The Question Already Answered

Many times in your flying career, even if while on the wing, your most focused objective is comprised of nothing more then Sunday afternoons chasing clouds hither and yon, you will have to make decisions. Most will be simple ones, such as making sure to lean the mixture at cruising altitude, not adding full flaps during that crosswind landing, perhaps deciding to land at an intermediate airport when the fuel gauges begin reading lower than you expected during a cross-country flight, or deciding that you aren’t going to fly up to that business meeting today because of a much bigger drop in rpm on that left mag, when you did your run-up.

Okay so maybe they won’t all be easy. That’s actually my point. Not to seem sepulchral here, but ironically, it was John Lennon who once said ‘Life is what happens while you’re busy making other plans.’ And in aviation, even the most carefree Sunday morning pancake hunters are someday going to have to make a decision about something that won’t go away just because they aren’t thinking about it. It’s inevitable (if you fly for any appreciable time at all) probably because moving around in three dimensions takes the care and effort that it does, since you were born with arms, and not wings, and once you’re up there a bit, you soon see how negligence, incompetence, and neglect all tend to be rather non-habit forming.

An airline captain once recounted a situation in which he was taxiing to the departure end of the runway and his first officer was agonizing over whether to abide by company policy of taking off with reduced thrust, to go easier on both the fuel and the engines. The penalty for this not surprisingly would be an increased take-off roll as well as stopping distance, had they needed to abort the takeoff. The reason this was such a dilemma was because things suddenly were no longer cut and dry—literally; that is to say, the runway was damp. Both knew that the policy of reduced thrust did not apply during conditions of wind shear, or when the runway surface was contaminated by snow, ice, or rain. But it was only damp, you see. What did they decide?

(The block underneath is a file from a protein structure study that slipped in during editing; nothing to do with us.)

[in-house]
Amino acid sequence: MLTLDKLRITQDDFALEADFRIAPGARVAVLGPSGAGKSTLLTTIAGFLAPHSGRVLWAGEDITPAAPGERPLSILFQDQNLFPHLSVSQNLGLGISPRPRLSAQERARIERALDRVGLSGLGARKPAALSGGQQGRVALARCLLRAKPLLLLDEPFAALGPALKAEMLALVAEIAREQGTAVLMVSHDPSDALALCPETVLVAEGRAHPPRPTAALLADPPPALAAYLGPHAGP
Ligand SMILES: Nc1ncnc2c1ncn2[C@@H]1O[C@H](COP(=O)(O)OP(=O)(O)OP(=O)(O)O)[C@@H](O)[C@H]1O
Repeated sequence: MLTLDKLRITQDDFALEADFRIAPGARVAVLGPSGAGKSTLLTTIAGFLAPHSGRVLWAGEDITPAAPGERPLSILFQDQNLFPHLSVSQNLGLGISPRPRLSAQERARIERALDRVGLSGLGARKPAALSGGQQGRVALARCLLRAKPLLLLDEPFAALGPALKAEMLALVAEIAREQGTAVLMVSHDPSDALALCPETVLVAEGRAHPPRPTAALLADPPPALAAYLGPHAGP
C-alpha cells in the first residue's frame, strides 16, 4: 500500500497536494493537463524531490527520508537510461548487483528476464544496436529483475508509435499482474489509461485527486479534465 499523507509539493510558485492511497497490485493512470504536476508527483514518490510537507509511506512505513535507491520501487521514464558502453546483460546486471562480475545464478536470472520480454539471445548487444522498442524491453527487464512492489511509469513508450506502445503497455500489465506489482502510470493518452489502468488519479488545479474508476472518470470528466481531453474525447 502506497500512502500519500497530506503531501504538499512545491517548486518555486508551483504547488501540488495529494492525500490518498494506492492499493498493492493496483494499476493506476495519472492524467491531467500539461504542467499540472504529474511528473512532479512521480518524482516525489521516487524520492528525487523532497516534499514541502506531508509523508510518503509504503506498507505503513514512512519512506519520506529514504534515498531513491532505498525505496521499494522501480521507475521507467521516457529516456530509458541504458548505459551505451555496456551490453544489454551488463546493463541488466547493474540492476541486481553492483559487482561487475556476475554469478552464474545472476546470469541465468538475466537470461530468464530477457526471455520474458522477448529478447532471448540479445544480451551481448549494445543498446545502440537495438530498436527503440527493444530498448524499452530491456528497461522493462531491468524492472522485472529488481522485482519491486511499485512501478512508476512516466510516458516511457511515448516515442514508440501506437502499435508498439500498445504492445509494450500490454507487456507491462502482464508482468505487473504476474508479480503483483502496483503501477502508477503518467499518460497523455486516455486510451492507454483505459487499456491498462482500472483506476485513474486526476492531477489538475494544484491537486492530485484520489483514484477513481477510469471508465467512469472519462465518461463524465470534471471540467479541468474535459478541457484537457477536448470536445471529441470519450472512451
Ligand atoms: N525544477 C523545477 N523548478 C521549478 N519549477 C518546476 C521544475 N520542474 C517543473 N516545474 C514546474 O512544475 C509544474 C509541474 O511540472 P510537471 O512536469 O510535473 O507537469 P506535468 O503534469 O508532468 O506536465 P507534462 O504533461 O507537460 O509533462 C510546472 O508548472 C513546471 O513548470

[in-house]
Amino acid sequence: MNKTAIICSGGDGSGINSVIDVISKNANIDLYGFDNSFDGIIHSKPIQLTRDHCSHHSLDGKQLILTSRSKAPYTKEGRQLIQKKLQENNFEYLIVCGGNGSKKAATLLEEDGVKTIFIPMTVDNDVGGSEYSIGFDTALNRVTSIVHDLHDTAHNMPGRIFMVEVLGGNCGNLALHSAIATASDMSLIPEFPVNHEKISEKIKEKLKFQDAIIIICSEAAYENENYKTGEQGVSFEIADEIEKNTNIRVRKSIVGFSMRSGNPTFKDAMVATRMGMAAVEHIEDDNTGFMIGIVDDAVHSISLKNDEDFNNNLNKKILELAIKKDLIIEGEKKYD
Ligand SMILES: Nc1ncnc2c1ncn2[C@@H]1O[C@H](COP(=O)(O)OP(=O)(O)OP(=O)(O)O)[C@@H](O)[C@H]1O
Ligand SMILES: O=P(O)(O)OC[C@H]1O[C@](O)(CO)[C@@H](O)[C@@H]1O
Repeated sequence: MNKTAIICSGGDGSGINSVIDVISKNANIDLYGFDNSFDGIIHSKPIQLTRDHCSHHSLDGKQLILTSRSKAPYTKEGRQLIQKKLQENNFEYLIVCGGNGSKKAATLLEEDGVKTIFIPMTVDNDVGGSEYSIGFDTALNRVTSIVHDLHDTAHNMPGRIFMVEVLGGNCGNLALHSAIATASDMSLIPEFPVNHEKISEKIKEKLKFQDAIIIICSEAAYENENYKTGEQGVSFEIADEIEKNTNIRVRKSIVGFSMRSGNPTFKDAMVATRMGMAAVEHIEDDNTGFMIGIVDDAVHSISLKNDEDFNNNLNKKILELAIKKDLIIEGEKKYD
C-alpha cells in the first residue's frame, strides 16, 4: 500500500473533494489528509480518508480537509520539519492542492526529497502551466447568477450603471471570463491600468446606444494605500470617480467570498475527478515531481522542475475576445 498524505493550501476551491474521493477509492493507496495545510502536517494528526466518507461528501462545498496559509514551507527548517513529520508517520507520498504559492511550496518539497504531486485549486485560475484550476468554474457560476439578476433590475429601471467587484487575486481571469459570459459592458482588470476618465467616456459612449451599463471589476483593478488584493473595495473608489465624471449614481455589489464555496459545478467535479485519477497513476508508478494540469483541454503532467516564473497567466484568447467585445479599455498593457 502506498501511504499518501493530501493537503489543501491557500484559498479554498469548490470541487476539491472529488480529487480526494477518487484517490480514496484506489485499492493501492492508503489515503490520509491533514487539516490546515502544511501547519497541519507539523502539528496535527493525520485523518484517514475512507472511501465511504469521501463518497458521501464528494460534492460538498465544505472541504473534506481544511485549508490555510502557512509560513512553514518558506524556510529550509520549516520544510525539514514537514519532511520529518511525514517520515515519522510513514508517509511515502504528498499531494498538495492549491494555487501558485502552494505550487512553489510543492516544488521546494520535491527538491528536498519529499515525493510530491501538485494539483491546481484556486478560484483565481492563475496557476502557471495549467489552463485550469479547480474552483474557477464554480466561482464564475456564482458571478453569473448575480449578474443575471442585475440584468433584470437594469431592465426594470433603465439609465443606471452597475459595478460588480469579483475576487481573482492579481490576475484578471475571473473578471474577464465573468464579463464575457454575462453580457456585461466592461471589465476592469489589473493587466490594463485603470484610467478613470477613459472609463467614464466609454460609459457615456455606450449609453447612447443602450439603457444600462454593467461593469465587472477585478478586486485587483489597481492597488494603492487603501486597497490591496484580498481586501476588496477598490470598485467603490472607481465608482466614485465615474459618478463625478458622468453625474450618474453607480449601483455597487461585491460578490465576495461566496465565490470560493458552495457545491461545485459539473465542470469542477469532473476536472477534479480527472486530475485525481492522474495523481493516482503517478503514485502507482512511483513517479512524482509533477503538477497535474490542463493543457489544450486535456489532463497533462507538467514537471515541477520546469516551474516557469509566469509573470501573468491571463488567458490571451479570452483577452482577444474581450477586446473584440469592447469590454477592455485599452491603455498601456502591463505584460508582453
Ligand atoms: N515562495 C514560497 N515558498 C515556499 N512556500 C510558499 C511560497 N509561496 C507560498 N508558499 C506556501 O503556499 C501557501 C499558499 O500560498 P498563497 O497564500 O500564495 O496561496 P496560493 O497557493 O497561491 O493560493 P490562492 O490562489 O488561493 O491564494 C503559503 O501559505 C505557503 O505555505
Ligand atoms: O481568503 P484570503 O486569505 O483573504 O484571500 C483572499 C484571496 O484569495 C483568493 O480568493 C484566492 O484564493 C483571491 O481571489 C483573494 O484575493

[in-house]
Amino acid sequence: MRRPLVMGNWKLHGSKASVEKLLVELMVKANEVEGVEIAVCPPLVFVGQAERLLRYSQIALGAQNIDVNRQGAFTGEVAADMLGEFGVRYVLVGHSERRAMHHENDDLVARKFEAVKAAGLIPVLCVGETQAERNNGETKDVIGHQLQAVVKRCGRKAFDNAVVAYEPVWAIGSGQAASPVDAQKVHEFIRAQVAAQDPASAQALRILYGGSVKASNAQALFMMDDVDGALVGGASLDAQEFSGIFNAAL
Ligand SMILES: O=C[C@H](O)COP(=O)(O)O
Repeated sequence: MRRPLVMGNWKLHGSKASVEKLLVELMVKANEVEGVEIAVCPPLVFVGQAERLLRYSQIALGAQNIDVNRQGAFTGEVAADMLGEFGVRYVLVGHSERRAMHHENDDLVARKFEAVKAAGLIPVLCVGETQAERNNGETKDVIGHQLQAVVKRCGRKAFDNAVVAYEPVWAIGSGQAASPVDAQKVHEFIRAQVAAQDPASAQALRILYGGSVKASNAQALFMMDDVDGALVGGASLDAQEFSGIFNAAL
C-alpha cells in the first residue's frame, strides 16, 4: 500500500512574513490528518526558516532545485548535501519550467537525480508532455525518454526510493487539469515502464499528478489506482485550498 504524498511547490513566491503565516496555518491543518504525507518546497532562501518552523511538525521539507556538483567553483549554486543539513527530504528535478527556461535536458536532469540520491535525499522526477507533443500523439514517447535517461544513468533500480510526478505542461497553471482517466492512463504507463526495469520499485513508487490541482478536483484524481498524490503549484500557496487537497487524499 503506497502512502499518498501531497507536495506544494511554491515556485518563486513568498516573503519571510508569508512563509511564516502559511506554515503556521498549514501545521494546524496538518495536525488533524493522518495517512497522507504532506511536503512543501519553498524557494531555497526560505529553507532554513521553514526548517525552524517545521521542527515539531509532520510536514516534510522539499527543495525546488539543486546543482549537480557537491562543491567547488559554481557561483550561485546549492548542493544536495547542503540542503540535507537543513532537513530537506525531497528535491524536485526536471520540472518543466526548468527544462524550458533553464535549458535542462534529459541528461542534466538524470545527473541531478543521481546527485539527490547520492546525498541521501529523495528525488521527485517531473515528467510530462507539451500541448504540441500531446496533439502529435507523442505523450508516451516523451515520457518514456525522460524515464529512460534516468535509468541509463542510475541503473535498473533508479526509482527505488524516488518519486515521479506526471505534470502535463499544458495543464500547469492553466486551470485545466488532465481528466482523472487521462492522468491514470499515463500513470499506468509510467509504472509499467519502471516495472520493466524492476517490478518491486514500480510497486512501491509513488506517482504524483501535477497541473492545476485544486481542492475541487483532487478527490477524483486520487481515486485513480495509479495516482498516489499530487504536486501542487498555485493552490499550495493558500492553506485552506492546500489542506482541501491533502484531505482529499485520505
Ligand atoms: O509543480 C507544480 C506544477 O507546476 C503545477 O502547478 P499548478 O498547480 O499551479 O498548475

In this case, the right answer was elicited by a simple question from the captain, which was: ‘What would you say at the hearing?’ In our case, the metric with which we might second-guess fate would be to imagine having to do a rug dance in front of the FAA (rather than the NTSB) at a FSDO inquisition. Ah, the blessings of a good imagination.

To begin from beyond the fringe of the most neurotically overcautious, a phobia-ridden pilot might decide never to leave the ramp when the runway is wet. That’s one solution, but it’s not realistic. Many decisions are indeed no-brainers, but some, as they say, try men’s souls. No, the right approach is something I learned early in my flight training, called the conservative response rule. When faced with a decision that has alternatives, one of which will put you back on the ground, inconvenience you, disappoint someone who is waiting in another state, cost more money, compromise your reputation, besmirch your family name (well, it might seem that bad, although it almost never is), picking the alternative that involves not flying, being late, or spending more money (or someone else’s) is usually the right choice. If intimidation by implication isn’t your cup of tea, look at it this way. I call it the ‘long’ view: the cancelled appointment, the forsaken lunch, the extra night in a hotel, the missed deadline; who will care or even remember in five years? Remember, it’s better to be late in this world than early in the next.

You may be thinking something along the lines of ‘Okay, that was nice, but if I wanted homilies, I’d pick up a copy of Readers Digest.’ And I’d agree. So let’s take a few real world examples:

  • A pilot starts a cross-country flight in good weather, with a forecast for marginal VFR at his destination. He resignedly continues his flight, now only an hour away from landing, as the VFR turns into progressively worsening weather and finally, IMC.
  • A pilot feels a growing doubt that his fuel supply is getting dangerously low, and increasing unease that his gut feeling to land at an airport short of his destination might be the wisest choice, but he decides that he can do it.
  • Not thinking much about the reported low-level wind shear because he knows that he can handle almost any crosswind, a pilot approaches at a low airspeed and turns too tight, too close to the ground, with no room for recovery.The cause of most civil aviation accidents (somewhere around roughly 80%, depending upon how you analyze them and who you ask) involves human factors or put another way, pilot error. The common perspective involves a poor decision or a series of poor decisions (the so-called error chain) made by the pilot-in-command. The best way to break this chain is to teach pilots how to recognize the combination of events that result in an accident and to deal with the situation correctly in time to prevent the accident from occurring. I said ‘events’ but it really begins with something else: ourselves.